Next year the district will not be fund-
ing any athletic programs. All athletic
programs will have to be self support-
ing through fundraising or other means.
The district wants these programs to


arrested. The survey said 24 percent of
high school students reported they were
arrested, 21 percent committed assault
and battery, and 22 percent reported
being high or drunk while at school.
72 percent of middle school students
and over 59 percent of high school stu-
dents claimed they had gambled in the
past.
The report also stated that 25 percent
of middle school students had been
worried about bullying at school, and
over 45 percent claimed they had been
taunted or teased in the past 30 days.
Mr. Kruppa said his office has looked
at different strategies to address these
issues. He noted the health department
has done a good job with tobacco use
and that progress has been made in the
rates of teenage smoking.
"Ultimately it is all about choices. We
will get information out there to show
them the potential long term effects of
these choices," he noted.
He noted it is important to make par-
ents aware that these problems exist in
the community.

Castle hopes to increase programs
in the future. Officials note for every
Okeechobee family that is helped, four
families are turned away.
Ms. May urged the crowd to spread
and share the word of Castle. She noted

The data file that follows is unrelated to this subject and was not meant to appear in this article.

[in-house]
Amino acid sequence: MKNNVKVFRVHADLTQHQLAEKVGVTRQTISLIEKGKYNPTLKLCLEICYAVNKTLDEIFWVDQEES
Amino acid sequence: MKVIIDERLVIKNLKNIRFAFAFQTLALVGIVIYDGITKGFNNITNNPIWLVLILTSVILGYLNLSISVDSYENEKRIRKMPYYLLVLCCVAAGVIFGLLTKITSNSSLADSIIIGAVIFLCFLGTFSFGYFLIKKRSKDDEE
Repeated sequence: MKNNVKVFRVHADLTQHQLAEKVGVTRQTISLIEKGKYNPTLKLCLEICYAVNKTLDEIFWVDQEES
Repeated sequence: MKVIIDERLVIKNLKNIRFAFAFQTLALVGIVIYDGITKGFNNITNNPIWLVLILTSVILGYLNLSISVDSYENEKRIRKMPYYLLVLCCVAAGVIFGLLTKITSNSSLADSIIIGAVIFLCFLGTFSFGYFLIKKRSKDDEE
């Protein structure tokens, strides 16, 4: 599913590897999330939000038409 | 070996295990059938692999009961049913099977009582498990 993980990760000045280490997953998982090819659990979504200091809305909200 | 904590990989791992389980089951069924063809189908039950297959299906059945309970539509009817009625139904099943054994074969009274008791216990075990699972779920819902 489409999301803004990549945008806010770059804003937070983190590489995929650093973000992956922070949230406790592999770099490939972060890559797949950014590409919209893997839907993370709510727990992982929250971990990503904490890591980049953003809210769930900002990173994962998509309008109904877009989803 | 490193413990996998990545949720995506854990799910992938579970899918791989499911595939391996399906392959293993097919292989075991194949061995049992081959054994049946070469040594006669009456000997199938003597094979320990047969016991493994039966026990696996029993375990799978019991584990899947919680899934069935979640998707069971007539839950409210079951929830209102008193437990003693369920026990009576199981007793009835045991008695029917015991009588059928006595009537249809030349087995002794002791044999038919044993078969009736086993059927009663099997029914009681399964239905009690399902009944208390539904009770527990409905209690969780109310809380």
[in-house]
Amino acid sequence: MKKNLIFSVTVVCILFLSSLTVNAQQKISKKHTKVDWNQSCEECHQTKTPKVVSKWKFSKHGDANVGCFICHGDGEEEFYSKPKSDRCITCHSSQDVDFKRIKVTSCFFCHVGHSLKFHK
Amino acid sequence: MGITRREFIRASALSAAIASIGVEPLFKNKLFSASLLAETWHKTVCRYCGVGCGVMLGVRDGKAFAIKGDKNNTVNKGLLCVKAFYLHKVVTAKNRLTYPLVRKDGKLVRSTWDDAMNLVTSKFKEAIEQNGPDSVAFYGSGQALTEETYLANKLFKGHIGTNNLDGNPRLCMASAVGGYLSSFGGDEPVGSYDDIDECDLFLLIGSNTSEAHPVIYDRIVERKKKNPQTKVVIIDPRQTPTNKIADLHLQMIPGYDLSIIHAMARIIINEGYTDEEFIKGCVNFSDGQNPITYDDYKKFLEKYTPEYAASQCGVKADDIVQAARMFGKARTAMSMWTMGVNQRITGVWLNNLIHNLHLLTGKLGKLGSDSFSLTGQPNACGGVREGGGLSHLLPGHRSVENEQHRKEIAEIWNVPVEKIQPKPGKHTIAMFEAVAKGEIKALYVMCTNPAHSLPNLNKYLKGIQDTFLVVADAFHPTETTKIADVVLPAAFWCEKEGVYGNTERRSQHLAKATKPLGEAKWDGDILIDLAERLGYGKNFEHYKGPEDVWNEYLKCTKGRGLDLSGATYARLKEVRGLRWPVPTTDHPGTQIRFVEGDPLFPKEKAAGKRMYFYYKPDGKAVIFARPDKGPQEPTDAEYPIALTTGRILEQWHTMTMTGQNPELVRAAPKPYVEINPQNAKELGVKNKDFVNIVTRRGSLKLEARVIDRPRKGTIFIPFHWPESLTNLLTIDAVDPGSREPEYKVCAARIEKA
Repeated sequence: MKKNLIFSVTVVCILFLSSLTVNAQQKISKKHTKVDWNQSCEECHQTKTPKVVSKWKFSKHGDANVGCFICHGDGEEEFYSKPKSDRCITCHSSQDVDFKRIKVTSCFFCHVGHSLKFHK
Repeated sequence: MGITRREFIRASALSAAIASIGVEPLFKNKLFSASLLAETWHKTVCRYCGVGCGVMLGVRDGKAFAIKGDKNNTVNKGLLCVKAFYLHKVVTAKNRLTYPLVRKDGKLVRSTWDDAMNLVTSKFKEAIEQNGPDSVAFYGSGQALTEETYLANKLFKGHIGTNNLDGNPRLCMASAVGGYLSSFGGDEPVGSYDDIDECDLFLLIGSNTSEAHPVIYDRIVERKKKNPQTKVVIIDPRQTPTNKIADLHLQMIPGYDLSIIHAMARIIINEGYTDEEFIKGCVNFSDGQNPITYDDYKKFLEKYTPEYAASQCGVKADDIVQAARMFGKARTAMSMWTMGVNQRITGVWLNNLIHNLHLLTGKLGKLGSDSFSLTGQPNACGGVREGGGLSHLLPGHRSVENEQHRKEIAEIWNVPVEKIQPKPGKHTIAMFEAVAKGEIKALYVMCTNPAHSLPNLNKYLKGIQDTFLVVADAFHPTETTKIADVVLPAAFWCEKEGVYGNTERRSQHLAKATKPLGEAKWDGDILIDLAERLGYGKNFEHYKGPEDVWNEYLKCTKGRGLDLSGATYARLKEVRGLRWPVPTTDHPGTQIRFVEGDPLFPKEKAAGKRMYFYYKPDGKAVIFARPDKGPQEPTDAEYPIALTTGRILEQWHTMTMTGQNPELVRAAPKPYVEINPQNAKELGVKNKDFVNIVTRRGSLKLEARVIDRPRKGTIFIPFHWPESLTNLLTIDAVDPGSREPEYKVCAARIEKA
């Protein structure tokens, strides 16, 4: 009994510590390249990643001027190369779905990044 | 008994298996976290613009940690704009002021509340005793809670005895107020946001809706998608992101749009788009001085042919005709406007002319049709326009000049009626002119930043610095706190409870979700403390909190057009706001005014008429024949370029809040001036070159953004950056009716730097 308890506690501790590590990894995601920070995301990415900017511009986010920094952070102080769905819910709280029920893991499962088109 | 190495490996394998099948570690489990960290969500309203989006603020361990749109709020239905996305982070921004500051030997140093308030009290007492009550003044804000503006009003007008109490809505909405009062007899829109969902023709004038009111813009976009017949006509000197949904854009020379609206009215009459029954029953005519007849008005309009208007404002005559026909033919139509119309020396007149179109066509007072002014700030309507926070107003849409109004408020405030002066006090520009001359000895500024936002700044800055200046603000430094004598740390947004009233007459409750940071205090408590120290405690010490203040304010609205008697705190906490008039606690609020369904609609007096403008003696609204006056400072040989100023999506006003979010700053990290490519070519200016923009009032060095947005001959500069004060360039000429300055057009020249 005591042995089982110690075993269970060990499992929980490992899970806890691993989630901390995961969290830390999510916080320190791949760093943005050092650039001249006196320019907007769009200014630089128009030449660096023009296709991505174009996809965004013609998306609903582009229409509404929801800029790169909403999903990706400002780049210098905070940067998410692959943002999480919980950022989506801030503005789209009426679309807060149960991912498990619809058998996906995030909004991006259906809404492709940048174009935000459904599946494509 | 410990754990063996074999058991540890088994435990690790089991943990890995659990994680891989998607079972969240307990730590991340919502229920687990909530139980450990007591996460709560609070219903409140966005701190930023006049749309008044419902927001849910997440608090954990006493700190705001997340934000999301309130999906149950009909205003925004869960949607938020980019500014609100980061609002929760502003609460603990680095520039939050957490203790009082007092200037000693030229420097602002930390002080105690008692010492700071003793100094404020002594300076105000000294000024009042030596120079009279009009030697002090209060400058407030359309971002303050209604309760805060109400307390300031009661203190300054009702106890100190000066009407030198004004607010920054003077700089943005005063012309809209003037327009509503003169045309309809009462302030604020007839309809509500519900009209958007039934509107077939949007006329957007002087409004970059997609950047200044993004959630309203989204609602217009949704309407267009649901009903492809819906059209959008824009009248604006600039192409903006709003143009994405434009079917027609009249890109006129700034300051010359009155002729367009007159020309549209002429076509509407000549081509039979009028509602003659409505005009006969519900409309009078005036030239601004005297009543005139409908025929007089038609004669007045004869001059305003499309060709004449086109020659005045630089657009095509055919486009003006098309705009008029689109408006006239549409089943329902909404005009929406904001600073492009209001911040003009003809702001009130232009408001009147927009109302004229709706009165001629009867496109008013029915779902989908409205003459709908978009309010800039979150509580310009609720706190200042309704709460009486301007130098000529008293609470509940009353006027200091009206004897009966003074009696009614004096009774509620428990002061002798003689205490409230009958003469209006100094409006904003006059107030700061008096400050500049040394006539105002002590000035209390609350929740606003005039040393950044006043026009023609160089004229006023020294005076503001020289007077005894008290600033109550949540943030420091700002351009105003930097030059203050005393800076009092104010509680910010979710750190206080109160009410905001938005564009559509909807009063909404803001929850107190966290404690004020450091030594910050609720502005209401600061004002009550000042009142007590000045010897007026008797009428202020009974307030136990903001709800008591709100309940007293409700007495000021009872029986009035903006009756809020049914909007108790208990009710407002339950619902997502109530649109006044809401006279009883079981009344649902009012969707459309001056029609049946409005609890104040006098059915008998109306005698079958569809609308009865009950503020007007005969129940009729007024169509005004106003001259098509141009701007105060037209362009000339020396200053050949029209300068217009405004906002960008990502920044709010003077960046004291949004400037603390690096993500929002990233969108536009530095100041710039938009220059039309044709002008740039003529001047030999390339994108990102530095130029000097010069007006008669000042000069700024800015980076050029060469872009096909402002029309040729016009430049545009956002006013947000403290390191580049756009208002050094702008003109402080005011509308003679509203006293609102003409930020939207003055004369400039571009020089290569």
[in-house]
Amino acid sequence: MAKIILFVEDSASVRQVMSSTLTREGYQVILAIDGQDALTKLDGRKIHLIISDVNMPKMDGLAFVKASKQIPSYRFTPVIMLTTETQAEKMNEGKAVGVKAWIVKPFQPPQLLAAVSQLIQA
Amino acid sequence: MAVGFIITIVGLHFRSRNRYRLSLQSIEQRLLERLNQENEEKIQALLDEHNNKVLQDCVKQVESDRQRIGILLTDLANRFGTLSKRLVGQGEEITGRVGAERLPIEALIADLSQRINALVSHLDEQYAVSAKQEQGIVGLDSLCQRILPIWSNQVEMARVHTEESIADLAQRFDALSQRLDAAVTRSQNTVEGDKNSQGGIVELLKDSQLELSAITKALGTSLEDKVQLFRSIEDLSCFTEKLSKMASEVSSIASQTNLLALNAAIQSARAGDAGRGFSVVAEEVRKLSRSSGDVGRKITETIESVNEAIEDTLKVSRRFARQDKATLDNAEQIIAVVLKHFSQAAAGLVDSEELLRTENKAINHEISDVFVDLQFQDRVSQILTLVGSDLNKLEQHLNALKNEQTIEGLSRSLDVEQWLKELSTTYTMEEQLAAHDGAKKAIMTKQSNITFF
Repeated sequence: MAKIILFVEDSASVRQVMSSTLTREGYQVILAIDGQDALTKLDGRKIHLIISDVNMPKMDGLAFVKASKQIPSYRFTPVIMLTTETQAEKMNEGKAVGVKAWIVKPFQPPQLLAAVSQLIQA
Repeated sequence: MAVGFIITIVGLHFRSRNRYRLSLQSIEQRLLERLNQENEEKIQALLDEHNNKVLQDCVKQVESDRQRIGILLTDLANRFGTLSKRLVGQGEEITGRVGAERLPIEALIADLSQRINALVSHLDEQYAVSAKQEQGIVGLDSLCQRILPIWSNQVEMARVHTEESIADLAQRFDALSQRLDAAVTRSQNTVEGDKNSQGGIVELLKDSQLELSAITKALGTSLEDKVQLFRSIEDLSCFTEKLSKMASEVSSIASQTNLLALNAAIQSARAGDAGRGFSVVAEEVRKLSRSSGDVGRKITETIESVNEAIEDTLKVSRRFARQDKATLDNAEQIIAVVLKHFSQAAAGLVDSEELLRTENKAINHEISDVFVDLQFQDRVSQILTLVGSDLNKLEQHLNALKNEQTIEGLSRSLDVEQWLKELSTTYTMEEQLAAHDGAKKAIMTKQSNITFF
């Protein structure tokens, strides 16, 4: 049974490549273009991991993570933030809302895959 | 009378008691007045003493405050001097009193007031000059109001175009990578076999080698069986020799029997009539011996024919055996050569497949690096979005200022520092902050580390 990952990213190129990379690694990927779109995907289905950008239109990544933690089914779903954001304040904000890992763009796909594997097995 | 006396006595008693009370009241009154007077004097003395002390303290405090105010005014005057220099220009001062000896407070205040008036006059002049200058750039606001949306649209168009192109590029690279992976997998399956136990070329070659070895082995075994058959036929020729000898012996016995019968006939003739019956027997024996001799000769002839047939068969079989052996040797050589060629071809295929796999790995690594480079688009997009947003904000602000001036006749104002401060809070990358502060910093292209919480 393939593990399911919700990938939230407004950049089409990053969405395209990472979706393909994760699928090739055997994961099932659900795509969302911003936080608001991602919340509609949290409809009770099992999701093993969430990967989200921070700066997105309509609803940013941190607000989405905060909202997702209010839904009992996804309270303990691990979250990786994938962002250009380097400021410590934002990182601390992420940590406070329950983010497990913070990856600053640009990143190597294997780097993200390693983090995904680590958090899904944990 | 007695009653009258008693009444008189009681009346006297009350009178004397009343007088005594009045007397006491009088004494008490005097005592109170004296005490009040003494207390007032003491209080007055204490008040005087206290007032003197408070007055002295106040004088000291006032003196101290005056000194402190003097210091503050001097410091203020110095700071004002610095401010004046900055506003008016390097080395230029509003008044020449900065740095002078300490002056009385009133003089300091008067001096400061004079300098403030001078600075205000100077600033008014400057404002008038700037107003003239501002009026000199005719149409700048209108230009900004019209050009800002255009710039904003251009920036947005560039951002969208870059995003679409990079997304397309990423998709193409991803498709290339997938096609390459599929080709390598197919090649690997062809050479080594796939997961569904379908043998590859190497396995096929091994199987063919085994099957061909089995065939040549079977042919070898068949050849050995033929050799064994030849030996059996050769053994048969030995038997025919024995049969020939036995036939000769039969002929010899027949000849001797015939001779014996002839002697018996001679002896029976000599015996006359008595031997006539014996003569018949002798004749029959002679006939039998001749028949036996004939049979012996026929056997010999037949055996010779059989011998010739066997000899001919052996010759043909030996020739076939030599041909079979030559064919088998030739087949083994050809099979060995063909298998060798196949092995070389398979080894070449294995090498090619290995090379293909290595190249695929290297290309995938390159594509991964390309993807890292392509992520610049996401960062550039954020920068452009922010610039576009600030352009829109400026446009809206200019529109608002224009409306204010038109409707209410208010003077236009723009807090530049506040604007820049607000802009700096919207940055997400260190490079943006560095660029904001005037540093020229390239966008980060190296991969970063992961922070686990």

they provide tours, and presentations at
events to increase awareness of their
program.
One of their clients, Crystal, is a
single mother of six. She has an 8-year-
old son, 5-year-old twins, a 3-year-old
daughter, a 2-year-old son, and a 1-year-
old daughter. She said Castle counselors
have helped improve her life.
Crystal explained that she grew up
in a dysfunctional family and couldn't
operate her home in a proper manner,
"I was very miserable and stressed out.
There were a lot of things in the house
that needed changing, but I didn't know


continue, but the district cannot con-
tinue to fund them in these dire budget
times. This includes costs for buses to
and from games, uniforms, equipment,
etc.
In looking towards the stimulus
package which was recently signed,
Florida would have to have a waiver to
even receive funds. These funds would
also be only for two years and non-re-
curring funds. If Florida ends up eligible
for funds, they are scheduled to begin
July 1, over a two year period.
What can citizens do? School offi-
cials encourage citizens to contact legis-
lators and encourage them to consider
new or additional revenue sources to
support public education such as the
penny sales tax, and to restore funding
to 2007-08 levels and provide maximum
flexibility for districts in the expenditure
of funds.
The following are email address for